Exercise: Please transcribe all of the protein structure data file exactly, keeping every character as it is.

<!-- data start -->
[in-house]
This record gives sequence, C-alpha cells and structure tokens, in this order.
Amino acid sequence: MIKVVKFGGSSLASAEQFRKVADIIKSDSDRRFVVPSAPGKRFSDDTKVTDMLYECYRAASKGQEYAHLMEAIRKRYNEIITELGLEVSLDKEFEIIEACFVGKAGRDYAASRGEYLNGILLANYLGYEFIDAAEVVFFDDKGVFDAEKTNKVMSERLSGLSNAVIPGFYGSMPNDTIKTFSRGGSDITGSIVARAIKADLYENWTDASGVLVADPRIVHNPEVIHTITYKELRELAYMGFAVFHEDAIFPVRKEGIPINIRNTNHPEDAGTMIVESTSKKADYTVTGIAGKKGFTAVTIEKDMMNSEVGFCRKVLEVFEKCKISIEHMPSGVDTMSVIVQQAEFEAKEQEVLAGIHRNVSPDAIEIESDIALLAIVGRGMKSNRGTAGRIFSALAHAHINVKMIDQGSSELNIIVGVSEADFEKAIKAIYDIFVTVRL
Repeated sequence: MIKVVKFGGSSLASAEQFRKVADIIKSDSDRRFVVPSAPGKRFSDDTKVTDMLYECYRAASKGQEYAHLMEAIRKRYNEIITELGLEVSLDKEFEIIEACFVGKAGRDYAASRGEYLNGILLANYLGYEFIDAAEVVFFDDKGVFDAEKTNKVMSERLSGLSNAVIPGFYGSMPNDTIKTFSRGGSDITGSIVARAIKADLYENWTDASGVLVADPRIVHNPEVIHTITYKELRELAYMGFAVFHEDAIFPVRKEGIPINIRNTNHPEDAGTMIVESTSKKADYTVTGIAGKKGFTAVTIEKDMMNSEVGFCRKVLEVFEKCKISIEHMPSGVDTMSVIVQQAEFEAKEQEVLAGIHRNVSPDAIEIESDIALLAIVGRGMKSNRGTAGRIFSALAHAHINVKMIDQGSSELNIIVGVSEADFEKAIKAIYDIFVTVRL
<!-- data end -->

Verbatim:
[in-house]
This record gives sequence, C-alpha cells and structure tokens, in this order.
Amino acid sequence: MIKVVKFGGSSLASAEQFRKVADIIKSDSDRRFVVPSAPGKRFSDDTKVTDMLYECYRAASKGQEYAHLMEAIRKRYNEIITELGLEVSLDKEFEIIEACFVGKAGRDYAASRGEYLNGILLANYLGYEFIDAAEVVFFDDKGVFDAEKTNKVMSERLSGLSNAVIPGFYGSMPNDTIKTFSRGGSDITGSIVARAIKADLYENWTDASGVLVADPRIVHNPEVIHTITYKELRELAYMGFAVFHEDAIFPVRKEGIPINIRNTNHPEDAGTMIVESTSKKADYTVTGIAGKKGFTAVTIEKDMMNSEVGFCRKVLEVFEKCKISIEHMPSGVDTMSVIVQQAEFEAKEQEVLAGIHRNVSPDAIEIESDIALLAIVGRGMKSNRGTAGRIFSALAHAHINVKMIDQGSSELNIIVGVSEADFEKAIKAIYDIFVTVRL
Repeated sequence: MIKVVKFGGSSLASAEQFRKVADIIKSDSDRRFVVPSAPGKRFSDDTKVTDMLYECYRAASKGQEYAHLMEAIRKRYNEIITELGLEVSLDKEFEIIEACFVGKAGRDYAASRGEYLNGILLANYLGYEFIDAAEVVFFDDKGVFDAEKTNKVMSERLSGLSNAVIPGFYGSMPNDTIKTFSRGGSDITGSIVARAIKADLYENWTDASGVLVADPRIVHNPEVIHTITYKELRELAYMGFAVFHEDAIFPVRKEGIPINIRNTNHPEDAGTMIVESTSKKADYTVTGIAGKKGFTAVTIEKDMMNSEVGFCRKVLEVFEKCKISIEHMPSGVDTMSVIVQQAEFEAKEQEVLAGIHRNVSPDAIEIESDIALLAIVGRGMKSNRGTAGRIFSALAHAHINVKMIDQGSSELNIIVGVSEADFEKAIKAIYDIFVTVRL